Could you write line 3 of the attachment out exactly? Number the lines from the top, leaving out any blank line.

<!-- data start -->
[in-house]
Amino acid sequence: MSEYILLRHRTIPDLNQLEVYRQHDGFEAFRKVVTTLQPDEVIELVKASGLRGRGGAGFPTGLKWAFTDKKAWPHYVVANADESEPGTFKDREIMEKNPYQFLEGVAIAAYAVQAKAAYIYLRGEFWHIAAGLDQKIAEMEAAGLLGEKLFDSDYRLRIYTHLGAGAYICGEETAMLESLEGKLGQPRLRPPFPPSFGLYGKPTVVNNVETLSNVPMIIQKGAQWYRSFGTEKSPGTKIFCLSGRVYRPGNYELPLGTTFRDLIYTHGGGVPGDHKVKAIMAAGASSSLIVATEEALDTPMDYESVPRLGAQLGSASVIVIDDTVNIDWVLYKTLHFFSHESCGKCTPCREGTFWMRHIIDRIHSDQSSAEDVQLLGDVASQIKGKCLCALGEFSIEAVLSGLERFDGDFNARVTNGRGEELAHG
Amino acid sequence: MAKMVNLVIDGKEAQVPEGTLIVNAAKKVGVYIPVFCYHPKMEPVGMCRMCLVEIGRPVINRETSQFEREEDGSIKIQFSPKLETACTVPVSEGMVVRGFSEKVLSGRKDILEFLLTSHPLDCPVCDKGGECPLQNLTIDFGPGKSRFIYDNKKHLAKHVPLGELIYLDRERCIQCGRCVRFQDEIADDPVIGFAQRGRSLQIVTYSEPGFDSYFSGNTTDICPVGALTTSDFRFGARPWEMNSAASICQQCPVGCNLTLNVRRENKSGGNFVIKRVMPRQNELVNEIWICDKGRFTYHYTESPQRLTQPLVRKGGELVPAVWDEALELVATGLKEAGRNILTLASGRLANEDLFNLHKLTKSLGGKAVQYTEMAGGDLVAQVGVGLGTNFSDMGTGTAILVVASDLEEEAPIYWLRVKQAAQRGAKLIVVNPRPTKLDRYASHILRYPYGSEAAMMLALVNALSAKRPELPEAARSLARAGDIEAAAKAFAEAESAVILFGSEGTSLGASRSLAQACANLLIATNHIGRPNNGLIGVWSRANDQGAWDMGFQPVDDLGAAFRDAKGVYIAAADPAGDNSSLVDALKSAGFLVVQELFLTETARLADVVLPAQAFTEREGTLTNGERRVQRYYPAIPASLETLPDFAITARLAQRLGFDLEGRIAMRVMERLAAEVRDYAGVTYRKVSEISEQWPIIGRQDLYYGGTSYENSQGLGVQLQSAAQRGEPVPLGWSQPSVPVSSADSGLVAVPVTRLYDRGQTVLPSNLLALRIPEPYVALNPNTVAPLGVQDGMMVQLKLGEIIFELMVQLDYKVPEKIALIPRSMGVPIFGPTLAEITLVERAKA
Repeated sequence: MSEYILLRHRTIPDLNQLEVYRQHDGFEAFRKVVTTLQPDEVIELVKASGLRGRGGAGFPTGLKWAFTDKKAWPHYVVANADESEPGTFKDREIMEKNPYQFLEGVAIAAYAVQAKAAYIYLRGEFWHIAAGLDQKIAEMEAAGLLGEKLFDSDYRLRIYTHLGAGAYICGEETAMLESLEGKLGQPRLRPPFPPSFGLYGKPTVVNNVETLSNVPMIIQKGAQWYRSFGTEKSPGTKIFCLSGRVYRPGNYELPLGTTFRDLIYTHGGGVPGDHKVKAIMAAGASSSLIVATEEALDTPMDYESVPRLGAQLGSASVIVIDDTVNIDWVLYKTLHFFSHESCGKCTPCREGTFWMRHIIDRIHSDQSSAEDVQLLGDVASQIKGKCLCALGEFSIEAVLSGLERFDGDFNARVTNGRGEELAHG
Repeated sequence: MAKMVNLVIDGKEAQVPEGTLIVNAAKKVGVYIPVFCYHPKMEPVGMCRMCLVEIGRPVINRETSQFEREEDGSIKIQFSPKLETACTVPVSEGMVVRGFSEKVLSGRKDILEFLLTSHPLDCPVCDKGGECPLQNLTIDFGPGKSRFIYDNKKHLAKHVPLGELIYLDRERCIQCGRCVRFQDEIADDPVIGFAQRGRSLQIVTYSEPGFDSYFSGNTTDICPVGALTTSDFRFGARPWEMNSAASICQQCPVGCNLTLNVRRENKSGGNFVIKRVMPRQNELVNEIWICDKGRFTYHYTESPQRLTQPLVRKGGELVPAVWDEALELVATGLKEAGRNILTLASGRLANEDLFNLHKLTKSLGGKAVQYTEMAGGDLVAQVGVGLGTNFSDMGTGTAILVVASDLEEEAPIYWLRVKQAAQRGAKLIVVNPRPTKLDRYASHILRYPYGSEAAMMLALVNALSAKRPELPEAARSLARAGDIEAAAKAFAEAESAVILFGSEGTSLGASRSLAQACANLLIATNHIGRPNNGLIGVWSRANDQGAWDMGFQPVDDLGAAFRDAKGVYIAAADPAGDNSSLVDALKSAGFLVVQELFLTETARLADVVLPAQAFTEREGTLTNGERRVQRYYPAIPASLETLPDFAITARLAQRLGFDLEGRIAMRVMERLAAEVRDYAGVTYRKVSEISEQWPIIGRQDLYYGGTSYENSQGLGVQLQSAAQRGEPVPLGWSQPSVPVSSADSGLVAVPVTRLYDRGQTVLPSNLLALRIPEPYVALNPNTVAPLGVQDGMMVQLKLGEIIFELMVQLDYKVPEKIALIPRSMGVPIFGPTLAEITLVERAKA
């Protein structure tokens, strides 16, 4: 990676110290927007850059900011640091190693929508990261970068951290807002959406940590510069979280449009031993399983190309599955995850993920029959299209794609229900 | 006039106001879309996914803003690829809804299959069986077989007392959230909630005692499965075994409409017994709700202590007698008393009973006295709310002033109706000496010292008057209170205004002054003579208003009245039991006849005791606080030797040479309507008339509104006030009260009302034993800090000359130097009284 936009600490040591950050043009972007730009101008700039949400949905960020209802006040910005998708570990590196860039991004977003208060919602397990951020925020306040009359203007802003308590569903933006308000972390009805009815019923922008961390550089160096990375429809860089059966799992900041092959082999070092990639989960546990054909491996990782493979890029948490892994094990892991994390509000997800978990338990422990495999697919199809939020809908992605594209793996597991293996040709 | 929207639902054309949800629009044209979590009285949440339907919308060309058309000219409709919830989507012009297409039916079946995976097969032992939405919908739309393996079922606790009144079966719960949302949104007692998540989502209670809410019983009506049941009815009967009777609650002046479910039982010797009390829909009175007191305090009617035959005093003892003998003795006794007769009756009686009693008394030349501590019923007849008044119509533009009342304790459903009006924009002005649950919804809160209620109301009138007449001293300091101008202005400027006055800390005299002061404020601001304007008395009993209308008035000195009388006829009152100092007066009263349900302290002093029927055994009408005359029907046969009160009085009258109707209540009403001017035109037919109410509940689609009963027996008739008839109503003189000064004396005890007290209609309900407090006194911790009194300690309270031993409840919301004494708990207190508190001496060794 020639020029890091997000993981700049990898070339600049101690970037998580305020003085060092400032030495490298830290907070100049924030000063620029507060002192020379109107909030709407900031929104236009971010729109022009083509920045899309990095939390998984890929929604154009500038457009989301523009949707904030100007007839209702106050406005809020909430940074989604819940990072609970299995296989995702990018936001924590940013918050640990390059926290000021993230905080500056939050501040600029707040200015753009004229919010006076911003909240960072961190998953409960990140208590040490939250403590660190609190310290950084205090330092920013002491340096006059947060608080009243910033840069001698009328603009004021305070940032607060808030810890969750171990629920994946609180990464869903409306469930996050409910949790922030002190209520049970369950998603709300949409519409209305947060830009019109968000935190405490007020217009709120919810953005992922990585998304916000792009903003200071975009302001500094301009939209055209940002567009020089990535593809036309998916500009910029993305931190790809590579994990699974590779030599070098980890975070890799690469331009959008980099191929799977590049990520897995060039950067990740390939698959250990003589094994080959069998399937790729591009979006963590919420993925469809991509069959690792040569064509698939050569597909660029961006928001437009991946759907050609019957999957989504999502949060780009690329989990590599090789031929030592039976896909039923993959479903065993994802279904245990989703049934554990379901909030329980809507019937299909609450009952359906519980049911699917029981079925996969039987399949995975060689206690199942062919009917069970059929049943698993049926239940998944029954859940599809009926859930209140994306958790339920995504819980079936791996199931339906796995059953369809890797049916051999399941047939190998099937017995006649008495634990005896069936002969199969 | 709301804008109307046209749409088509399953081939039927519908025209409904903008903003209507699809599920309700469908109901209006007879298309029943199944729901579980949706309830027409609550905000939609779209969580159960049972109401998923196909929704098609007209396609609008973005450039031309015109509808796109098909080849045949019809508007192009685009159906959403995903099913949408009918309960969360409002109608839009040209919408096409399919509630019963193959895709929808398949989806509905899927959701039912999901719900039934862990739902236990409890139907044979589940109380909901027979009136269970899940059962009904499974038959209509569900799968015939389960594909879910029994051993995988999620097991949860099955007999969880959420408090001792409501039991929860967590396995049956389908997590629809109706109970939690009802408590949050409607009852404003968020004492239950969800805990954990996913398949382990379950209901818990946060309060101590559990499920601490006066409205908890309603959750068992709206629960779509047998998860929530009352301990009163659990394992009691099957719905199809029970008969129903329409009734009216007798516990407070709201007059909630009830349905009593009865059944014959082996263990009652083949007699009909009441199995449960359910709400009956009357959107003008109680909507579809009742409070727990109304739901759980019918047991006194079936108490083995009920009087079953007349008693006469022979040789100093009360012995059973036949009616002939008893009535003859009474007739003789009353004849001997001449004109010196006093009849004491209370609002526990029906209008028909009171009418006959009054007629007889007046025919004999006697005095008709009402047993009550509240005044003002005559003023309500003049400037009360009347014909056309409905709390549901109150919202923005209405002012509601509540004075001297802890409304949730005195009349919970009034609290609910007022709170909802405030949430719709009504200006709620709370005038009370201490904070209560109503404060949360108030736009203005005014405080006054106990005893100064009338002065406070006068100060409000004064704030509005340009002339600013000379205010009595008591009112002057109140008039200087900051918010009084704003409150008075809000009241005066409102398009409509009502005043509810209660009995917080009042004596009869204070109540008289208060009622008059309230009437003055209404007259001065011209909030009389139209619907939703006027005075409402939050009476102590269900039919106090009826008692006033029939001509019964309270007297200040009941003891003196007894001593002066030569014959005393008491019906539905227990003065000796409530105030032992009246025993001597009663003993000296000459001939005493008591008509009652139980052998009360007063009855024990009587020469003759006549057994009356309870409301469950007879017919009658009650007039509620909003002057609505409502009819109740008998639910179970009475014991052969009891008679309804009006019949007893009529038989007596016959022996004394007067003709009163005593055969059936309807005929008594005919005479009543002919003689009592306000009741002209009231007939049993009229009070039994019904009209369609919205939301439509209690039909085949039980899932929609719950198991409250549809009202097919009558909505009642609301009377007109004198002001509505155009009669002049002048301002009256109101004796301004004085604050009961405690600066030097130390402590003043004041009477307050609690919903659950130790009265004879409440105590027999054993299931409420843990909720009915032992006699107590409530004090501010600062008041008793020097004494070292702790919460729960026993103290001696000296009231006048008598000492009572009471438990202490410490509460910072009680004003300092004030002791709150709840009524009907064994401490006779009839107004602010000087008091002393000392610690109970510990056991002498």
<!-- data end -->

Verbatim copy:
Amino acid sequence: MAKMVNLVIDGKEAQVPEGTLIVNAAKKVGVYIPVFCYHPKMEPVGMCRMCLVEIGRPVINRETSQFEREEDGSIKIQFSPKLETACTVPVSEGMVVRGFSEKVLSGRKDILEFLLTSHPLDCPVCDKGGECPLQNLTIDFGPGKSRFIYDNKKHLAKHVPLGELIYLDRERCIQCGRCVRFQDEIADDPVIGFAQRGRSLQIVTYSEPGFDSYFSGNTTDICPVGALTTSDFRFGARPWEMNSAASICQQCPVGCNLTLNVRRENKSGGNFVIKRVMPRQNELVNEIWICDKGRFTYHYTESPQRLTQPLVRKGGELVPAVWDEALELVATGLKEAGRNILTLASGRLANEDLFNLHKLTKSLGGKAVQYTEMAGGDLVAQVGVGLGTNFSDMGTGTAILVVASDLEEEAPIYWLRVKQAAQRGAKLIVVNPRPTKLDRYASHILRYPYGSEAAMMLALVNALSAKRPELPEAARSLARAGDIEAAAKAFAEAESAVILFGSEGTSLGASRSLAQACANLLIATNHIGRPNNGLIGVWSRANDQGAWDMGFQPVDDLGAAFRDAKGVYIAAADPAGDNSSLVDALKSAGFLVVQELFLTETARLADVVLPAQAFTEREGTLTNGERRVQRYYPAIPASLETLPDFAITARLAQRLGFDLEGRIAMRVMERLAAEVRDYAGVTYRKVSEISEQWPIIGRQDLYYGGTSYENSQGLGVQLQSAAQRGEPVPLGWSQPSVPVSSADSGLVAVPVTRLYDRGQTVLPSNLLALRIPEPYVALNPNTVAPLGVQDGMMVQLKLGEIIFELMVQLDYKVPEKIALIPRSMGVPIFGPTLAEITLVERAKA